So what how will these small projects effect the look of my house. Here are some thoughts:
  1. My house will still be there. It's 100 years old now and it's still quite an interesting and comfortable building. The features that make it quaint will contribute to its longevity. I also suspect that many of the internal accessories will be there as well. The oak doors with ornamental door knobs still work as well as they did for the first Victorian residents. I'm sure that next century's owner will enjoy them as well.
  2. It will have a furry roof. I think that Corbusier once suggested that a particular church should be covered with fur. A furry roof has some tremendous passive benefits. It's light weight and high volume (i.e., good insulator) but it also has a very high surface area and responds physically to seismic or wind impetus. I have no idea how to make fur that can generate power from the wind and sun. I'll let the scientists and engineers figure it out.
  3. There will be no front lawn. Instead of a lawn there will be a small plantation of trees or maybe some sort of woody stemmed plant such as bamboo. These trees will probably be bio-engineered to grow rapidly. On a regular basis the owners will have to cut these trees down and put them at the curbside for pickup. These trees will be cut, bundled, and pressed into carbon blocks that are then locked away in old mines.
And that's it. No flying cars. Just groves and furry roofs.

Tuesday, February 20, 2007

Maps, Genres, and Engineers

It seems that many early engineers had an important role in creating maps. Ramelli, for example, was captured by surveying and mapping the fortifications of La Rochelle. The importance of mapping probably extended beyond just military applications.

Buisseret notes four different ways that mapping was an important part of the early modern era. It was used for 1) military and naval purposes; 2) political and judicial reasons such demarcating various jurisdictions; 3) economic and financial reasons; and 4) ecclesiastical structure. In an era when the church held such tremendous power, the borders of different diocese was an important consideration.

Maps and Italian engineers became popular at approximately the same time. Henri II, for example, used maps as a military tool. He made a suggestion to the city hall of Paris in September of 1550 that Girolamo Bellarmato could map the extents of Paris. This map could then serve as an important input for ongoing planning activities.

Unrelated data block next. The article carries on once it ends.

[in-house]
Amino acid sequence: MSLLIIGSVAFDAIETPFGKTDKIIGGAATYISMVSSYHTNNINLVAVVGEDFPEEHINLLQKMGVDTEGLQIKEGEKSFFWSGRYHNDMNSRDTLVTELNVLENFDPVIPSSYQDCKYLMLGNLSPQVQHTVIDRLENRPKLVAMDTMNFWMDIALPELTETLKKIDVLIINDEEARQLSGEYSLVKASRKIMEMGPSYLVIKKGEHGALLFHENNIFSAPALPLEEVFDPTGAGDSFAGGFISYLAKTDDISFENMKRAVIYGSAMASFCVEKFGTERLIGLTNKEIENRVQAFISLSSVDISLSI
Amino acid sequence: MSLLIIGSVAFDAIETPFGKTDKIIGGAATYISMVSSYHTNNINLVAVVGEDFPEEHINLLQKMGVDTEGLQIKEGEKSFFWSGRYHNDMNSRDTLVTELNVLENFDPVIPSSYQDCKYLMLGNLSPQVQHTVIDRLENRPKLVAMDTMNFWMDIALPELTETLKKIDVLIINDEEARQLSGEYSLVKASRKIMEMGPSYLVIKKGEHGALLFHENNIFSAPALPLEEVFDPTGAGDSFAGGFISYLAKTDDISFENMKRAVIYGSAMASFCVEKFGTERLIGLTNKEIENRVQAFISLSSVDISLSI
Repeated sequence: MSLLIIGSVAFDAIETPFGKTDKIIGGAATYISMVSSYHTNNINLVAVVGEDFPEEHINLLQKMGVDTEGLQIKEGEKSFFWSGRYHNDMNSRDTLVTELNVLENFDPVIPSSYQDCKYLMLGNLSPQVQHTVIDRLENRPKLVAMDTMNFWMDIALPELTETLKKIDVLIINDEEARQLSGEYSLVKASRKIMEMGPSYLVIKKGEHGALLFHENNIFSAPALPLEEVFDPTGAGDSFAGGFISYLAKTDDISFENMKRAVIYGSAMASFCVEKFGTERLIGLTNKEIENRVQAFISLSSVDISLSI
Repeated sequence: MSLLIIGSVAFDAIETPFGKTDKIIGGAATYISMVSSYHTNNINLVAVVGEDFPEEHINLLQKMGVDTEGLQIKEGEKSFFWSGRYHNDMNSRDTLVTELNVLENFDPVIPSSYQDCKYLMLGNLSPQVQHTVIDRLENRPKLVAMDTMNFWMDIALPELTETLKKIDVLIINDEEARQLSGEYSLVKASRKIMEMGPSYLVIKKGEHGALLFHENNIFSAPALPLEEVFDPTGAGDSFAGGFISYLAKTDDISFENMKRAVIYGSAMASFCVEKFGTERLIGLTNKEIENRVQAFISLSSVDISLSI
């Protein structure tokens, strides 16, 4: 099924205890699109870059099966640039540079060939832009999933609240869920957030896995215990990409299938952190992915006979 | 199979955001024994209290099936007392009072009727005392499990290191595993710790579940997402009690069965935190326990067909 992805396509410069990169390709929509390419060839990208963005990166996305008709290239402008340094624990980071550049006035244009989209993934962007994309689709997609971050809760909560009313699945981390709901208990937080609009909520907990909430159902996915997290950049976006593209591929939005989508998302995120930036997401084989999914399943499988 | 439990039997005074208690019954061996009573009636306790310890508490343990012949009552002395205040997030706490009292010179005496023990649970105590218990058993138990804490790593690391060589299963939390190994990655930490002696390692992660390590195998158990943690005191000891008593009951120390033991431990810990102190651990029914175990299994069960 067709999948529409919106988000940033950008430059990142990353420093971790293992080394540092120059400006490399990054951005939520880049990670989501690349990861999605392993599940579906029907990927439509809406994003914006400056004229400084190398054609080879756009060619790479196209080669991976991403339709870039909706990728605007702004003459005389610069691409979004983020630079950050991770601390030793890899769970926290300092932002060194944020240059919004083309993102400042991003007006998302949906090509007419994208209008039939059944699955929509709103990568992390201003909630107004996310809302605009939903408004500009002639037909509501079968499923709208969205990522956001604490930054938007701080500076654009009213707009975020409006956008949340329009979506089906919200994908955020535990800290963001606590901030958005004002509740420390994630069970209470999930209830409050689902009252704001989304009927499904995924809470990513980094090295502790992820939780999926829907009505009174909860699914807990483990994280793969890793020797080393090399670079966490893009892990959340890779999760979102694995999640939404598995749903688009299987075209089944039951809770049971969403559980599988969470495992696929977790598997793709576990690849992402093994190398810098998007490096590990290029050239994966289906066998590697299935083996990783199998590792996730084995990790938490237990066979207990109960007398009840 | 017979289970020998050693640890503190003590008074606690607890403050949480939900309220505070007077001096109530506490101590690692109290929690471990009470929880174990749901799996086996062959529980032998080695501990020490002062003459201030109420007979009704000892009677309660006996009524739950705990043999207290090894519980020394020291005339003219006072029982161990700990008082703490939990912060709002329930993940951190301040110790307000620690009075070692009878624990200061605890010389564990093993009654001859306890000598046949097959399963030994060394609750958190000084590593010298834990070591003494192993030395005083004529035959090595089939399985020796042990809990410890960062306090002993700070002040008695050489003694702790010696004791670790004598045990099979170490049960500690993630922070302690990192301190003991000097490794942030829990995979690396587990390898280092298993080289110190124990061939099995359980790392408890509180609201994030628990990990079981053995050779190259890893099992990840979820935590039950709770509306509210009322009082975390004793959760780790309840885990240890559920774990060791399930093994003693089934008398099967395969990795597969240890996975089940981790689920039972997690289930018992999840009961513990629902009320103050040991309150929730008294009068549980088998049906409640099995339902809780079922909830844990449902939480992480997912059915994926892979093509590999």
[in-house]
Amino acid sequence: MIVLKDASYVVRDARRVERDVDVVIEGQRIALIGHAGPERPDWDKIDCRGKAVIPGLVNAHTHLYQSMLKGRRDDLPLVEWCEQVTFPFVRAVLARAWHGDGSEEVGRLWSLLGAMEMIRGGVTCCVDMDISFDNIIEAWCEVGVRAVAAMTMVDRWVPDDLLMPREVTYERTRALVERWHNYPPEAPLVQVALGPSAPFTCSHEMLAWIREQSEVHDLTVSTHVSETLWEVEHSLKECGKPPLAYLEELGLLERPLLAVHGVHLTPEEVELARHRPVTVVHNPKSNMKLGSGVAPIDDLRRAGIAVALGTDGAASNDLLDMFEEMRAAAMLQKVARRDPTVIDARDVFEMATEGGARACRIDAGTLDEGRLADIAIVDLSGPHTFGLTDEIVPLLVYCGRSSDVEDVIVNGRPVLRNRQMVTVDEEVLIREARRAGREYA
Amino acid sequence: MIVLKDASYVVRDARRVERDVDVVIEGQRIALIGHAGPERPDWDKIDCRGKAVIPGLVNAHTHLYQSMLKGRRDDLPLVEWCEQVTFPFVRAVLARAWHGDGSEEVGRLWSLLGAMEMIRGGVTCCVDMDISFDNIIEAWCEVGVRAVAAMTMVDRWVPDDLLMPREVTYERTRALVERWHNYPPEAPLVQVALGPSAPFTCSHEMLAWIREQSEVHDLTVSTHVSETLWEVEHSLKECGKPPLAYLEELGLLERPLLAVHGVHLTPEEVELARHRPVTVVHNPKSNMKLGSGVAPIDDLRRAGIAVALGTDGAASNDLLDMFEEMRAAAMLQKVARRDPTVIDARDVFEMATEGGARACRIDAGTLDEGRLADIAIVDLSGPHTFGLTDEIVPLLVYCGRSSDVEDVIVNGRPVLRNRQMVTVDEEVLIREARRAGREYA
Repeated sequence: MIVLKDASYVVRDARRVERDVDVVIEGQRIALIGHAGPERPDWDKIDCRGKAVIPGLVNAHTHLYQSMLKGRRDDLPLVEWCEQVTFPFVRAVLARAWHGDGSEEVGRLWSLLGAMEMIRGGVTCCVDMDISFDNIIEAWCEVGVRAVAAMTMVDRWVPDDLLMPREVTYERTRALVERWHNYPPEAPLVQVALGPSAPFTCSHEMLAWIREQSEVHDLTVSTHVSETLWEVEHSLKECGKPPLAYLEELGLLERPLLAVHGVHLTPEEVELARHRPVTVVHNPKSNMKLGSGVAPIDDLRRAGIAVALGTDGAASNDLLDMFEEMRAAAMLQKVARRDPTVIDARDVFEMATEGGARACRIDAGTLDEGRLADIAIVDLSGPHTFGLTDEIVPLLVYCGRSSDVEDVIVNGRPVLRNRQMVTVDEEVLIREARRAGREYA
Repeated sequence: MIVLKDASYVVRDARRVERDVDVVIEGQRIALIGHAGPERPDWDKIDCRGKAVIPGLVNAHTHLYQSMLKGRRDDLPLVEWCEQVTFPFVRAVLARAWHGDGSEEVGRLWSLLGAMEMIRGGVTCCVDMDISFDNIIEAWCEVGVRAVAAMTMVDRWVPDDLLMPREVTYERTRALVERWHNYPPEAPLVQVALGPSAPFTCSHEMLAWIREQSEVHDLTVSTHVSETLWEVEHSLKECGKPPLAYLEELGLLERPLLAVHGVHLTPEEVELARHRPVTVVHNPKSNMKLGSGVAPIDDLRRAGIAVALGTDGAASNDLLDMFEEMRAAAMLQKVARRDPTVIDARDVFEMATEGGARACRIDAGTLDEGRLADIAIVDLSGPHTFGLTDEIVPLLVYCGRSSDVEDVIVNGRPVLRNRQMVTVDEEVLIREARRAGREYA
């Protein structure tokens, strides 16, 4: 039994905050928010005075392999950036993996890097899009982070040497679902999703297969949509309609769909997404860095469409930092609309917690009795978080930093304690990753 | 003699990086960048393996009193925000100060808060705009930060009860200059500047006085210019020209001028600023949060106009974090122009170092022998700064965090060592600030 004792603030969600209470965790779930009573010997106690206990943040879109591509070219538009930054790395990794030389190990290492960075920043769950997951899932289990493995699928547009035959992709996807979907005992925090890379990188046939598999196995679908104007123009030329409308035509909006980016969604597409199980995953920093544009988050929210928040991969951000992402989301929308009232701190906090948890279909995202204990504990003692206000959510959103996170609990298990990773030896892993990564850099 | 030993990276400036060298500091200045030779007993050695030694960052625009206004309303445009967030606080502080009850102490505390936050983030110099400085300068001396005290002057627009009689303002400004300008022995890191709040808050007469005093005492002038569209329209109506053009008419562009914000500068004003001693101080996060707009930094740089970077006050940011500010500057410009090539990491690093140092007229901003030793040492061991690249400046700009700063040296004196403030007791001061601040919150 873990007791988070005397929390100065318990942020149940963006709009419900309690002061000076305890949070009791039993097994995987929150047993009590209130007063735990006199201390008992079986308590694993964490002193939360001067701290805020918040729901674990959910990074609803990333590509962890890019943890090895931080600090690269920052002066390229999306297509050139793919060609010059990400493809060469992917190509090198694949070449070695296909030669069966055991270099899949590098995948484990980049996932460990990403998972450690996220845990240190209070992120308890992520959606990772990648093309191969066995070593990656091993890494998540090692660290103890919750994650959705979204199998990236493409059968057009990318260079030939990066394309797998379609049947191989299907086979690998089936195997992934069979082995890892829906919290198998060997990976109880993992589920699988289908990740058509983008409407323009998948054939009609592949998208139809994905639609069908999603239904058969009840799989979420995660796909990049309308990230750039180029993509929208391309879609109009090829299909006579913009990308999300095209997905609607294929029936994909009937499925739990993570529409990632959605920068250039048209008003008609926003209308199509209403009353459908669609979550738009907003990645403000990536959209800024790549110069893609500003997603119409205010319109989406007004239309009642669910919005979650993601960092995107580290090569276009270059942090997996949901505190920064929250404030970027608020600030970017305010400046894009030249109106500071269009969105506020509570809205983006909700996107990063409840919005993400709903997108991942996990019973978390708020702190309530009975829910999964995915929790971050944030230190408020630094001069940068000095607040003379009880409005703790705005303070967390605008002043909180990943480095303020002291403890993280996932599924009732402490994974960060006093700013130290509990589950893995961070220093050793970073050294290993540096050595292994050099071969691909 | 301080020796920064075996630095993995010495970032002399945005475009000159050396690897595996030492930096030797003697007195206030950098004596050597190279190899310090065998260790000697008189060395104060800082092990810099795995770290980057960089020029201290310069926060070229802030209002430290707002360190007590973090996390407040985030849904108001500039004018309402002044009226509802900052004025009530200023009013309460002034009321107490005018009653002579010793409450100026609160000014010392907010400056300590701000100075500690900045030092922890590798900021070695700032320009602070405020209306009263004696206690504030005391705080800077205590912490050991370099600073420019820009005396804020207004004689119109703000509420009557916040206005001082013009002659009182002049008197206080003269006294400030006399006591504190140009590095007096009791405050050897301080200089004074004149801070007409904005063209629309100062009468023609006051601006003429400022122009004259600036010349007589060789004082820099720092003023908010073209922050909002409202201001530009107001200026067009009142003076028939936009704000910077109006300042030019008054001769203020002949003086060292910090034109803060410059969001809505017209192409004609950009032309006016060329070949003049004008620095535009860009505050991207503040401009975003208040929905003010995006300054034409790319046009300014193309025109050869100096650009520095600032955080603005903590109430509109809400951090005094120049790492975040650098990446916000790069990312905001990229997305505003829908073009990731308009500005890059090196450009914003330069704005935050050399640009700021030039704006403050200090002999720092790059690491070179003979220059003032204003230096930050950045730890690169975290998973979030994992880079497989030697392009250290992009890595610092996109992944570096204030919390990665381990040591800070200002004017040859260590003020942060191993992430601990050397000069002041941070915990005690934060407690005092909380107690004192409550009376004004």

The other Valois had different views of maps. Charles IX, for example, imprisoned a cartographer who presented him with a map of his country. He considered the map to be a crucial instrument of war and deemed the cartographer's actions as a dangerous breach of intelligence.

Henry IV was perhaps the first great admirer of maps in France. He collected them and even executed few (along with fortification designs) himself. Buisseret notes that creating maps was an important job for the Ingeniurs du Roi. He notes that 14 of Errard's plans of the towns of Picardy are maintained by the British Library. He also notes the relative limited number of engineers in France at the time. In 1597 they number four; In 1611 they were six. Goodman notes that there were only six royal engineers in Iberian Spain during the same era.

Merriman notes a similar trend among the Engineers of England. Like France, England imported a large number of Italian engineers. They were engaged in tasks such as the creation of fortifications and with mapping various military, political, economic, and ecclesiastical sites. Merriman points to the 1540s as the era when true maps emerged in England. They were created from a bird's eye view, were measurable, and included a scale. Not all maps of the era met these standards. There were still a large number of maps created from some sort of artificial vantage point.